Be Prepared

How To Combat Stage Fright, Part One


Stage fright can be a paralyzing thing, and many music students worry about it. The New Yorker reported that even professionals such as actors Laurence Olivier, Mel Gibson, and Stephen Fry; public figures Gandhi, Cicero, and Thomas Jefferson; and musicians Luciano Pavarotti, Ella Fitzgerald, Vladimir Horowitz, Barbra Streisand, and Adele all struggled with nerves in front of an audience.

Well-meaning loved ones can sometimes add to the problem by setting expectations that the student is either bound to succeed or bound to fail. Today’s Parent says that when dealing with stage fright, it’s best even to avoid statements like, “Don’t worry about it.” Instead, they recommend parents focus on “building up kids’ resilience and power to deal.” So, what’s the best thing to do before that dreaded moment onstage? Be prepared.


If you haven’t prepared a song well, you can’t go into the performance feeling ready and confident. When practicing, focus on areas that could cause problems:

  • Ideas that were difficult to learn or are still difficult to play. These are the spots students stumble. Since your brain knows where these are, it’ll naturally worry about them approaching while you’re trying to perform. If you’re confident you’ve fixed the problem, you can tell your brain it’s being silly.
  • Similar ideas. These are the spots that cause students to get lost. It’s especially easy to get confused if idea A & idea B start the same but end differently – if you don’t focus on the points of divergence, you may get stuck in an endless loop playing only idea A.
  • New ideas. These are the spots where students go blank. Don’t rely only on your muscle memory. Instead, test yourself: can you play the beginning of each idea in sequential order without the connecting material between?
  • Transitions. These cause all sorts of problems. Whether tempo changes, key changes, page turns, or simply transitions between ideas, transitions are dangerous. They’re often spots where a student has practiced pausing or stopping.

Once you’ve focused on these areas, record yourself. Listen back to the recording while watching the music. Mark areas that need more focus.

A piano student performing, which is a practice that battles stage fright.
Photo Credit: Candace Bolinger

Once you know your material, practice performing. Test the variables ahead of time:

  • Going on stage, announcing, bowing, and going off stage. Every part of the performance should be rehearsed. Tripping over your song title isn’t the most relaxing way to begin a performance.
  • Performance space. If you can, practice in the performance room. Determine how the acoustics of the room work. Take along your trusty recorder and place it in different areas of the room. Tailor your sound towards the judge’s seat. If you’re not able to practice in the performance room, practice in a variety of different spaces. Think about what you may need to adjust based on the size of a room and how the sound rings.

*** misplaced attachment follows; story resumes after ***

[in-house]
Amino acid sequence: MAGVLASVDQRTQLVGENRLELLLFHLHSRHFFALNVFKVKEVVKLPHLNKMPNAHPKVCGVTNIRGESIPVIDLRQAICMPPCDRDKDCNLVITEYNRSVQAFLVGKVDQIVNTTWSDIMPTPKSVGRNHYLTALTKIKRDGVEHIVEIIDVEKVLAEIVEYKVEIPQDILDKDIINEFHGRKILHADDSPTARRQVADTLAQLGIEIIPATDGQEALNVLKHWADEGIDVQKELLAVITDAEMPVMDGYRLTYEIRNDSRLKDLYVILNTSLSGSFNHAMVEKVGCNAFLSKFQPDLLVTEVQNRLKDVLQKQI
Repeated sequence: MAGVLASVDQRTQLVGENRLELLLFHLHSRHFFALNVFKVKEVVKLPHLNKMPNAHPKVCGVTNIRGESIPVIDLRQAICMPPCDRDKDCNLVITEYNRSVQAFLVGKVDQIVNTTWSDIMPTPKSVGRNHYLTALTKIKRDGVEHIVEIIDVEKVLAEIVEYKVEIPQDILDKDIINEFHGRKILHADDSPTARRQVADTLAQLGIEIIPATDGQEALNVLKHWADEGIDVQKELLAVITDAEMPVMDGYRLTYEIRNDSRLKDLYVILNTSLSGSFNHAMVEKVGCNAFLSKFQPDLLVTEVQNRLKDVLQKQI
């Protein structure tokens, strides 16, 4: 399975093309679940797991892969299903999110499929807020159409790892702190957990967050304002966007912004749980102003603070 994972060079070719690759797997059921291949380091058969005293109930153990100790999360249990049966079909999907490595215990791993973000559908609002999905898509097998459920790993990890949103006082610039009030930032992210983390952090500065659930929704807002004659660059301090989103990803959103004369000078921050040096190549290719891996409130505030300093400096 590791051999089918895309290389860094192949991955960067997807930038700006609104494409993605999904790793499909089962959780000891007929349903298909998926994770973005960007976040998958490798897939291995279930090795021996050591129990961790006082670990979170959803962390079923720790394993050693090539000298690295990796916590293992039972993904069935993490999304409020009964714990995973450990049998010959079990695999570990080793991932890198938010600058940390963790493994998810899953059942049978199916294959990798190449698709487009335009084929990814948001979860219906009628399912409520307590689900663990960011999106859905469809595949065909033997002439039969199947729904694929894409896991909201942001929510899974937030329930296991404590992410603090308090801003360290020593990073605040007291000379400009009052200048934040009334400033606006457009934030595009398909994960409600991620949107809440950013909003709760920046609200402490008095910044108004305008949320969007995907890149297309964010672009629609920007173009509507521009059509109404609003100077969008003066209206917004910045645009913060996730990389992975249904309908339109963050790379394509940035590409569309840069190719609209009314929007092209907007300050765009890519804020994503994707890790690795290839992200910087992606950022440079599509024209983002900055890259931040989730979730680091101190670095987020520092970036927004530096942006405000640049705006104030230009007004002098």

• Clothes. It’s surprising how often students forget that clothes can make a big difference. A suit may look great in the mirror, but if it’s so tight it doesn’t allow you to move your shoulders, you may have trouble bowing your cello. A short skirt on a stage where an audience sits practically under you can be rather embarrassing. Make sure you’re comfortable in your performance clothes.
  • Nerves. Synthesize an accelerated heart rate by running around the block right before you practice. Practice when you’re edgy or tired. Think about other things that make you nervous, and add them around you.
  • Audience. Yes, audience. But start with a simple distraction: can you play while the TV or radio is on? Then level up: recruit a friendly audience. Family, friends, or nursing home residents are likely to be encouraging and appreciative. Once you feel comfortable with the easy audience, throw in more distractions: ask test audience members to move around, write something down as they sit directly in front of you, answer their ringing phone, or unwrap a cough drop as noisily as they can. Recruit your friends’ crying babies and antsy toddlers.

Vance Music students have the opportunity to perform every month. These practice recitals are designed to help students grow comfortable performing, and are great preparation for events such as music contests or college auditions.

A picture of Vance Music recital programs, which exist to combat stage fright and lend students experience.
Photo Credit: Candace Bolinger

Casting Networks offers this advice to actors, “The more prepared you are, the less likely you are to experience stage fright.” They also offer that old adage every musician loves: “Practice, practice, practice.” If you practice your material and practice performing, you’ll gain the confidence that comes from knowing you’ve prepared well.

In part two, we’ll look at ways to prepare on both the day before and the day of the performance.